Jamila says they’re proud to have continued Overtown’s legacy of black entrepreneurship and expose travelers to off-the-beaten-path Miami: “It almost feels like someone passed on a torch to us.”

Pandemic Pivot

When The Copper Door was forced to temporarily shut its doors at the start of the pandemic, Jamila and Akino leaned on what they knew best — food. That April, they launched Rosie’s pop-up, a takeout and delivery-only concept operating out of the B&B.

Inspired by the communal breakfast previously served exclusively to their B&B guests, the couple created a simple comfort food menu of Southern classics, like Fish & Grits with collard green kimchi and Chicken & Waffles with crispy hot chicken and vanilla spiced waffles.

“To some degree, we’re two restaurant people who decided to open a boutique hotel, so food has always been where we’ve excelled,” Jamila says.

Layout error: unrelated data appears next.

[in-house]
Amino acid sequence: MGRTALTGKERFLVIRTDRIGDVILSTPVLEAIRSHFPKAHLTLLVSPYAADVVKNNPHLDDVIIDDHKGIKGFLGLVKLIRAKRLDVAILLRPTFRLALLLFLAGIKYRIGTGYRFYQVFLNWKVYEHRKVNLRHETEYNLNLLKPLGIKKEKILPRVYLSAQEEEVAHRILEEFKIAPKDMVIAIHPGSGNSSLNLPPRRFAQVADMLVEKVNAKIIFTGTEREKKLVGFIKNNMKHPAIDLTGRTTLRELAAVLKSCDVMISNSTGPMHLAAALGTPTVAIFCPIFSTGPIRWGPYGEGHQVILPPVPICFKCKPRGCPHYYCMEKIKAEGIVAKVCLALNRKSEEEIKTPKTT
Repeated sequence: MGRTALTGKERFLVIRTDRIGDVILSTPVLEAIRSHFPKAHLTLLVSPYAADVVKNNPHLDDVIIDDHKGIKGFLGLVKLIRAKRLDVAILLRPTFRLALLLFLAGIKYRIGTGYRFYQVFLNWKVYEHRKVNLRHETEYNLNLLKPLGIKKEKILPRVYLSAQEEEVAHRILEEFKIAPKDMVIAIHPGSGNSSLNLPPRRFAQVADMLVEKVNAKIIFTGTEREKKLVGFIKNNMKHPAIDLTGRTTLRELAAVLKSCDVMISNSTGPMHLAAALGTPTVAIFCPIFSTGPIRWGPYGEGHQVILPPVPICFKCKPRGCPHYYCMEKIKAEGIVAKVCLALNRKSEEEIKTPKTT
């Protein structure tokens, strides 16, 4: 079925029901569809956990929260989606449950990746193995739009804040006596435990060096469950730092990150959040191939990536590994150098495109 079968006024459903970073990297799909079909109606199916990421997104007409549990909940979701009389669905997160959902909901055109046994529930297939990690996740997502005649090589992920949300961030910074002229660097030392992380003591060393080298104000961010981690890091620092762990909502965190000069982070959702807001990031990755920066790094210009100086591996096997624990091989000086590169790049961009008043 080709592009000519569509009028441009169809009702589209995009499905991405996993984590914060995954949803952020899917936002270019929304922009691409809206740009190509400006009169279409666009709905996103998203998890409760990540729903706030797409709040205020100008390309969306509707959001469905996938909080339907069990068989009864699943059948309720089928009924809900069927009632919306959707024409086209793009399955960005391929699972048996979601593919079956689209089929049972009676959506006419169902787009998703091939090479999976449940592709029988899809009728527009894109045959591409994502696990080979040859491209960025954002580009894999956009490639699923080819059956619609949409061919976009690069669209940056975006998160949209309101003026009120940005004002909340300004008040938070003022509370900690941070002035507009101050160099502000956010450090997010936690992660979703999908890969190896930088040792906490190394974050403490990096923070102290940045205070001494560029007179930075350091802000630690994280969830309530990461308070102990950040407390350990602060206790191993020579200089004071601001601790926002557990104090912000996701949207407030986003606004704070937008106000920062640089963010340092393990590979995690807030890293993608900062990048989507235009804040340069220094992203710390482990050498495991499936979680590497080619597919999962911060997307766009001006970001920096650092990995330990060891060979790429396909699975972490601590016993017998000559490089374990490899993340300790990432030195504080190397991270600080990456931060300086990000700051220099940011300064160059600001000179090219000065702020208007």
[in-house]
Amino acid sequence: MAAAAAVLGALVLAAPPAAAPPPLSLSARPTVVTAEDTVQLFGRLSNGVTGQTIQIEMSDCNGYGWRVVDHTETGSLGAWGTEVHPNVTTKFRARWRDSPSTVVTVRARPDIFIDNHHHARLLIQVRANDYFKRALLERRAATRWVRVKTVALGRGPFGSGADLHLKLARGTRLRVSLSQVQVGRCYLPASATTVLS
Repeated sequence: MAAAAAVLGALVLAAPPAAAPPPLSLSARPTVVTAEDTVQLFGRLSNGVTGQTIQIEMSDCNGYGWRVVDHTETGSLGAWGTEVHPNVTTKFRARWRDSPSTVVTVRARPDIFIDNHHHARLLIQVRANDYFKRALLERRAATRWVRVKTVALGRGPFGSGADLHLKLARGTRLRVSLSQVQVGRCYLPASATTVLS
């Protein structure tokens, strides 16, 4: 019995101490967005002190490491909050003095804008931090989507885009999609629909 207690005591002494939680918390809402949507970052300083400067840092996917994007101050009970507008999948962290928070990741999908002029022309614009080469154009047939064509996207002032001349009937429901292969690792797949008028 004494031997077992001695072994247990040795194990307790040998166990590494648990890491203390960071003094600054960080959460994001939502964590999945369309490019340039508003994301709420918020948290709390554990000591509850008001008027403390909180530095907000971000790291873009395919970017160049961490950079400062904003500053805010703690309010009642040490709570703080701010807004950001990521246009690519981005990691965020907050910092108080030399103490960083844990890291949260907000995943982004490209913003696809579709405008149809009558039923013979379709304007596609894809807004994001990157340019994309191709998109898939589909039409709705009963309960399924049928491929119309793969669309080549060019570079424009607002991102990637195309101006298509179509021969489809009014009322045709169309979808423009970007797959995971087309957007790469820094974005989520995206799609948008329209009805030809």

Named for Jamila’s mother, Rosie’s quickly became a Miami brunch favorite.

“It was feel-good food for a moment in time that was very uncomfortable. We tried to provide comfort through food,” Jamila says.

All the while, they latched onto a simple motivating mantra — “Don’t give up” — and their resilience was rewarded.

Jamila (Ross) West ’15 and Akino West ’15 at their bed & breakfast

As the couple restored the property, they fused contemporary design with a nod to history, such as in the entry of the hotel. Photos: Mary Beth Koeth

In American culture specifically, the owners of hospitality businesses tend to not be present, and they're certainly not a twentysomething woman, let alone a Black woman. JAMILA (ROSS) WEST '15

With a $10,000 grant from Beyoncé’s Beygood Foundation for Black-owned businesses and another $25,000 from Discover’s Eat It Forward, Jamila and Akino were able to expand Rosie’s pop-up by purchasing a trailer kitchen and building out patio seating for outdoor dining.

At the same time, driven by their love of food, Jamila and Akino found a way to give back to the community throughout the pandemic — partnering with Chef José Andrés’s nonprofit World Central Kitchen for weekly meal distributions.